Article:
The EF-M32mm f/1.4 STM is good for more than just portraits. The vibrant colours of these flowers outside Jomblang Cave were a welcome break from the earthy tones of the temples and caves that I had been shooting. Notice the excellent rendering and the beautifully creamy foreground bokeh.

 

2. Use it with an external EVF

I like how a viewfinder allows you to concentrate on what you want to create. If you’re like me, you’ll find the external electronic viewfinder EVF-DC2 (sold separately) useful.

Sunrise at Borobudur Temple

EOS M6 Mark II/ EF-M11-22mm f/4-5.6 IS STM/ FL: 11mm (17.6mm equivalent)/ Manual exposure (f/22, 1/400 sec, EV±0)/ ISO 125/ WB: Auto

We woke up at 3:00 am to travel to Borobudur Temple and catch the sunrise. The sky was changing every minute. Using the external electronic viewfinder EVF-DC2 helped me to concentrate on the scene, and being able to preview the effects of my exposure settings helped to capture the colours and cloud details without overexposure.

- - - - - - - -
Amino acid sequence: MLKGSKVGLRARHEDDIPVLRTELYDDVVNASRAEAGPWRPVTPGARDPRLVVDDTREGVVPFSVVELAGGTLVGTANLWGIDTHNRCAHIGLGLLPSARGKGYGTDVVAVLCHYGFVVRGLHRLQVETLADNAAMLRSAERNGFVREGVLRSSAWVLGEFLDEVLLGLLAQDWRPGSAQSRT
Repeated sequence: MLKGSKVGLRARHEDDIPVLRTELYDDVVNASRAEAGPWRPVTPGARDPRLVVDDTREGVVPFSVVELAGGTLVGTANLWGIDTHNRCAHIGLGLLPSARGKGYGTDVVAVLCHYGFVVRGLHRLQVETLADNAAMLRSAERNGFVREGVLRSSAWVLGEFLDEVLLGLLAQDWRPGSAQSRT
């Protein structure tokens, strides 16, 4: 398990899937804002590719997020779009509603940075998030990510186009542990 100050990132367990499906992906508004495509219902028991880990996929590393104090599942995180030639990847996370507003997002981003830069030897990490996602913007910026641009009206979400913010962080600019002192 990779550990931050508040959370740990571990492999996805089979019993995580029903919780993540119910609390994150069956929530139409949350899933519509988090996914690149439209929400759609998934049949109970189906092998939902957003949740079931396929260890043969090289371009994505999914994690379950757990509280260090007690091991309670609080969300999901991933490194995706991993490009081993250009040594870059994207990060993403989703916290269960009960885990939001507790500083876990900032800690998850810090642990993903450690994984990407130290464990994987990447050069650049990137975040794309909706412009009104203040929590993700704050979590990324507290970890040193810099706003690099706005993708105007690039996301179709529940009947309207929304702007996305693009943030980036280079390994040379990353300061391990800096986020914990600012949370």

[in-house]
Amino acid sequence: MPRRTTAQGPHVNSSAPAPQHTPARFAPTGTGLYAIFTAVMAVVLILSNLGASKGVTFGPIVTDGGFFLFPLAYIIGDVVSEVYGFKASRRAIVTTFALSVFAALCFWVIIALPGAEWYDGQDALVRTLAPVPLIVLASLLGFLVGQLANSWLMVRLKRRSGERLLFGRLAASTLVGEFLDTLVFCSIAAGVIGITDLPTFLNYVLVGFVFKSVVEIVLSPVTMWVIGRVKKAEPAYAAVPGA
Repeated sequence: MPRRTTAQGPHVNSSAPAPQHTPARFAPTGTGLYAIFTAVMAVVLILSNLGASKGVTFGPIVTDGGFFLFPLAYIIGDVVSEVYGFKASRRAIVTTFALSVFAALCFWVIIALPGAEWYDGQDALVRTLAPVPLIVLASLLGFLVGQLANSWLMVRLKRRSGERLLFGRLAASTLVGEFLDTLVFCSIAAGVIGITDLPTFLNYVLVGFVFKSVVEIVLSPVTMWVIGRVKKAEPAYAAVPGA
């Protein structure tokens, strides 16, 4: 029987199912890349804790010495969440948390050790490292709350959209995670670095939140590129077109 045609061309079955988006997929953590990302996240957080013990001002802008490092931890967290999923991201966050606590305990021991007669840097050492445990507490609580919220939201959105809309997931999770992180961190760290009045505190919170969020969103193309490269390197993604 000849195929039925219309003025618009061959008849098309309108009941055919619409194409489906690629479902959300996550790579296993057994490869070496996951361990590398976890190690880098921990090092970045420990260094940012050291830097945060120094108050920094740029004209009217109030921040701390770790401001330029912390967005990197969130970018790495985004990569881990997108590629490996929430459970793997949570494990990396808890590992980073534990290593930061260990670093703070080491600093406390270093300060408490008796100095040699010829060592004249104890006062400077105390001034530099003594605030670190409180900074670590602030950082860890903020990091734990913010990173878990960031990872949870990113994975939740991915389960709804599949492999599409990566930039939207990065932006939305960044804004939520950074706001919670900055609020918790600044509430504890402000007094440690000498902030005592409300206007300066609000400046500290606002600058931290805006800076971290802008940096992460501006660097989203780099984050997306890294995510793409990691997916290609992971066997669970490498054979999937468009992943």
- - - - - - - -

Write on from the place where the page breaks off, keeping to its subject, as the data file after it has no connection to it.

3. Share the photos with your portrait subject with Wi-Fi/Bluetooth and Canon Camera Connect

To me, shooting portraits is about engagement with the subject, and never about simply about getting the shot and moving on. Sharing the images with the person is a good way to keep up the connection!

With Wi-Fi/Bluetooth connectivity and the Canon Camera Connect mobile app, you can easily download shots from the camera to your smartphone and share them on the spot. Choose between downloading the full resolution file or a smaller, lighter version that is still acceptable for viewing on a computer or smartphone screen.

 

More images

Sunset